A different kind of medical experience
By Roberto Morejón
The Herald Sun newspaper, from the U.S. state of North Carolina, offered readers an unusual opportunity to learn about a health cooperation experience with Cuba, ignored in the United States.
The newspaper referred to the first resident of that state to go to Cuba to study medicine, an alternative that, due to its high cost, is difficult to choose for young people of limited resources in the richest nation in the world, among them Afro-descendants.
Joyce Malanda, according to The Herald Sun, aspires to become a doctor after studying in Cuba, specifically at ELAM, Latin American School of Medicine.
There, tens of thousands of students, including Cubans and other nationalities, are trained as doctors for the community.
After graduating in Cuba, Joyce Malanda intends to serve her compatriots in southeastern Raleigh, the state capital, and there promote prevention, the mainstay of ELAM's teaching.
Malanda believes she can follow in the footsteps of more than 200 of her compatriots who graduated in the land of José Martí, with the assistance of the Interfaith Foundation IFCO/Pastors for Peace, which is in charge of selection and travel.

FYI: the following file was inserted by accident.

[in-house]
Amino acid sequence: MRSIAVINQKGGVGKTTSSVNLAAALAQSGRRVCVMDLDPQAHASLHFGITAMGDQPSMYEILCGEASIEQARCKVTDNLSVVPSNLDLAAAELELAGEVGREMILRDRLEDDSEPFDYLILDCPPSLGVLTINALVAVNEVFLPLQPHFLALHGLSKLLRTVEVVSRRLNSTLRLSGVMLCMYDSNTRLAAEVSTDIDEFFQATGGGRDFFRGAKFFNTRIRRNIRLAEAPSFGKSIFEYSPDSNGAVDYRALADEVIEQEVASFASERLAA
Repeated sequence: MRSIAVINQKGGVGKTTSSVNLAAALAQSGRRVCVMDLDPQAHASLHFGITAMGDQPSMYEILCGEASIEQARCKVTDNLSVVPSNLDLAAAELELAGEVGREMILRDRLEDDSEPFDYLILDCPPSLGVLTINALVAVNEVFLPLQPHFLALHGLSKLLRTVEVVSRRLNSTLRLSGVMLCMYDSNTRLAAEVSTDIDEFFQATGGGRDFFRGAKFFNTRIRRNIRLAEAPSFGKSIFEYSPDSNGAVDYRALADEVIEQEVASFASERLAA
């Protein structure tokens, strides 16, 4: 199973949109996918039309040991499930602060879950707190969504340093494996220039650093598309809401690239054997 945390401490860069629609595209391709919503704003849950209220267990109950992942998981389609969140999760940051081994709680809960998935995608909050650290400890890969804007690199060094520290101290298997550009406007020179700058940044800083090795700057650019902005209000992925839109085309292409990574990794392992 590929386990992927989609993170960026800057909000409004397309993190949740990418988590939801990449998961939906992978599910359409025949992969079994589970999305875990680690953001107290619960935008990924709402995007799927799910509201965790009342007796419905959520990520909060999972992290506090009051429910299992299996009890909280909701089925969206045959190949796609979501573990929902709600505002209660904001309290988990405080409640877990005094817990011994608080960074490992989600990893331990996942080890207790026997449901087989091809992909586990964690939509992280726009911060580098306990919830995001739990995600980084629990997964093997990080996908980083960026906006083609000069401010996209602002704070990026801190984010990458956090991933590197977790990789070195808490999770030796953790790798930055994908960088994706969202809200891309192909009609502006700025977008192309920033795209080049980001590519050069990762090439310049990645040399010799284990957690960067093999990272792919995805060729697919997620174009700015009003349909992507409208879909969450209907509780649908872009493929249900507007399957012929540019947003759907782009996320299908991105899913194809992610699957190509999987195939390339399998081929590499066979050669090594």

Cuba is in charge of everything else, in spite of the marked material shortages, mainly caused by the U.S. blockade and the impact of COVID-19 on the economy.
As always, the only commitment put forward by the Cuban organizers of medical education is that foreign students return to their native communities to perform their duties, preferably in socially depressed areas.
We are talking about a practice and the associated experience little known in the United States, where biased optics towards the Cuban reality prevail, tinged by hostile policies of the tenants of the White House.
Liliam Burnett, from Oakland, and Sefa-Boakye, whose parents are originally from Ghana, are other young Americans who completed their medical studies in Cuba, free of charge.
Little or nothing is reported about them and even less that they returned to the United States convinced of the relevance of practicing a profession in which it is also necessary to see patients in their homes, conduct surveys and encourage good living habits in neighborhoods and counties.